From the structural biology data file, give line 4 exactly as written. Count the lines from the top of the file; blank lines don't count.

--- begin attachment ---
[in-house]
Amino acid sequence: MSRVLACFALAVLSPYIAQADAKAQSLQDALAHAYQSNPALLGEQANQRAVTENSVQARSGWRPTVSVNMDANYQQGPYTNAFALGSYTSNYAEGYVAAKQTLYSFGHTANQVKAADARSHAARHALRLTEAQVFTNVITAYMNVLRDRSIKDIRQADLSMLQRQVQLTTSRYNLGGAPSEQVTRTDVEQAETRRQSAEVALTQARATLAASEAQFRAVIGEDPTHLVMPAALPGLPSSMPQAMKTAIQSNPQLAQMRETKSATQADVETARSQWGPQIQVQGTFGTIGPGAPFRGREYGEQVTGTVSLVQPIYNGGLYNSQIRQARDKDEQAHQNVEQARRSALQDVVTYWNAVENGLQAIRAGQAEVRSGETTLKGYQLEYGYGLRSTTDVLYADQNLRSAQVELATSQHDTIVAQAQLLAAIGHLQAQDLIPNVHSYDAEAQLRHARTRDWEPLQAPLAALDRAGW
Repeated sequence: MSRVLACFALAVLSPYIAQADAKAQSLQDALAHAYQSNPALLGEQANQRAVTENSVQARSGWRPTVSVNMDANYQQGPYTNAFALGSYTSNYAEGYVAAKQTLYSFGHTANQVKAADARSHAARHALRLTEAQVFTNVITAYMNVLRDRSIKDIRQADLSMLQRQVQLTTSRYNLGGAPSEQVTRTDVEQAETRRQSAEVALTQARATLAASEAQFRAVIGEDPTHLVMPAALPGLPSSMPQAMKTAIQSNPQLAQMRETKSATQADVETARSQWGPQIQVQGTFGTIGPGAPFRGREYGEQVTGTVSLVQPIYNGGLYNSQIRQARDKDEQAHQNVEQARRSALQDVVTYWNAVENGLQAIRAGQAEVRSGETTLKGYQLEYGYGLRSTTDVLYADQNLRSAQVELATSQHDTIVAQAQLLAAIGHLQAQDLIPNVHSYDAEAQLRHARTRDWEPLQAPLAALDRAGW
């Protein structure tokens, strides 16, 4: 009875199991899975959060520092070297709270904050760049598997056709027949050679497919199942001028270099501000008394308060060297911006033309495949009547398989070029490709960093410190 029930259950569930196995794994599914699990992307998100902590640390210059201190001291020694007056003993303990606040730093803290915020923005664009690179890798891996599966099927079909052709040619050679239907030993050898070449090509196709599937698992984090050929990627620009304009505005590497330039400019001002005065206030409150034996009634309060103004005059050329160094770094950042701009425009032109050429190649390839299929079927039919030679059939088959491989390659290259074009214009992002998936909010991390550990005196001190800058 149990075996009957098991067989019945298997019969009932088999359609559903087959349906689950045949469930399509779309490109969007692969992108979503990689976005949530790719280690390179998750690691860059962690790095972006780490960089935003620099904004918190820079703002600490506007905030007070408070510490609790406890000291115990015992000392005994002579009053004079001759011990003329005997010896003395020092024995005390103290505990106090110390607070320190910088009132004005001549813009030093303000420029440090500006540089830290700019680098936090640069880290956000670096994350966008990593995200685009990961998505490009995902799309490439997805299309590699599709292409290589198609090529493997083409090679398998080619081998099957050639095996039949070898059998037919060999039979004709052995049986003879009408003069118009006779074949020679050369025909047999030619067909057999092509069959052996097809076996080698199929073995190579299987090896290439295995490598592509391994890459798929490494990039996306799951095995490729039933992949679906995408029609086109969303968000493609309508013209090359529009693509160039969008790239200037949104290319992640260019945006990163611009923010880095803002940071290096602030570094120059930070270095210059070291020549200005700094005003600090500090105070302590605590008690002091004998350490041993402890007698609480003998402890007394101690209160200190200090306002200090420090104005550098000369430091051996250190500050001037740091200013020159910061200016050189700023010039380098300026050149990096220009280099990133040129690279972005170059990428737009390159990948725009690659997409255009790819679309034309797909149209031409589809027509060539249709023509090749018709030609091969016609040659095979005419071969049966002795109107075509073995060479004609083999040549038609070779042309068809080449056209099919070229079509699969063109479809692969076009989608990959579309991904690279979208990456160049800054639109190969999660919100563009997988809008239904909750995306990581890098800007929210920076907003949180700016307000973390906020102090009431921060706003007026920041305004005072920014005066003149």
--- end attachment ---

């Protein structure tokens, strides 16, 4: 009875199991899975959060520092070297709270904050760049598997056709027949050679497919199942001028270099501000008394308060060297911006033309495949009547398989070029490709960093410190 029930259950569930196995794994599914699990992307998100902590640390210059201190001291020694007056003993303990606040730093803290915020923005664009690179890798891996599966099927079909052709040619050679239907030993050898070449090509196709599937698992984090050929990627620009304009505005590497330039400019001002005065206030409150034996009634309060103004005059050329160094770094950042701009425009032109050429190649390839299929079927039919030679059939088959491989390659290259074009214009992002998936909010991390550990005196001190800058 149990075996009957098991067989019945298997019969009932088999359609559903087959349906689950045949469930399509779309490109969007692969992108979503990689976005949530790719280690390179998750690691860059962690790095972006780490960089935003620099904004918190820079703002600490506007905030007070408070510490609790406890000291115990015992000392005994002579009053004079001759011990003329005997010896003395020092024995005390103290505990106090110390607070320190910088009132004005001549813009030093303000420029440090500006540089830290700019680098936090640069880290956000670096994350966008990593995200685009990961998505490009995902799309490439997805299309590699599709292409290589198609090529493997083409090679398998080619081998099957050639095996039949070898059998037919060999039979004709052995049986003879009408003069118009006779074949020679050369025909047999030619067909057999092509069959052996097809076996080698199929073995190579299987090896290439295995490598592509391994890459798929490494990039996306799951095995490729039933992949679906995408029609086109969303968000493609309508013209090359529009693509160039969008790239200037949104290319992640260019945006990163611009923010880095803002940071290096602030570094120059930070270095210059070291020549200005700094005003600090500090105070302590605590008690002091004998350490041993402890007698609480003998402890007394101690209160200190200090306002200090420090104005550098000369430091051996250190500050001037740091200013020159910061200016050189700023010039380098300026050149990096220009280099990133040129690279972005170059990428737009390159990948725009690659997409255009790819679309034309797909149209031409589809027509060539249709023509090749018709030609091969016609040659095979005419071969049966002795109107075509073995060479004609083999040549038609070779042309068809080449056209099919070229079509699969063109479809692969076009989608990959579309991904690279979208990456160049800054639109190969999660919100563009997988809008239904909750995306990581890098800007929210920076907003949180700016307000973390906020102090009431921060706003007026920041305004005072920014005066003149």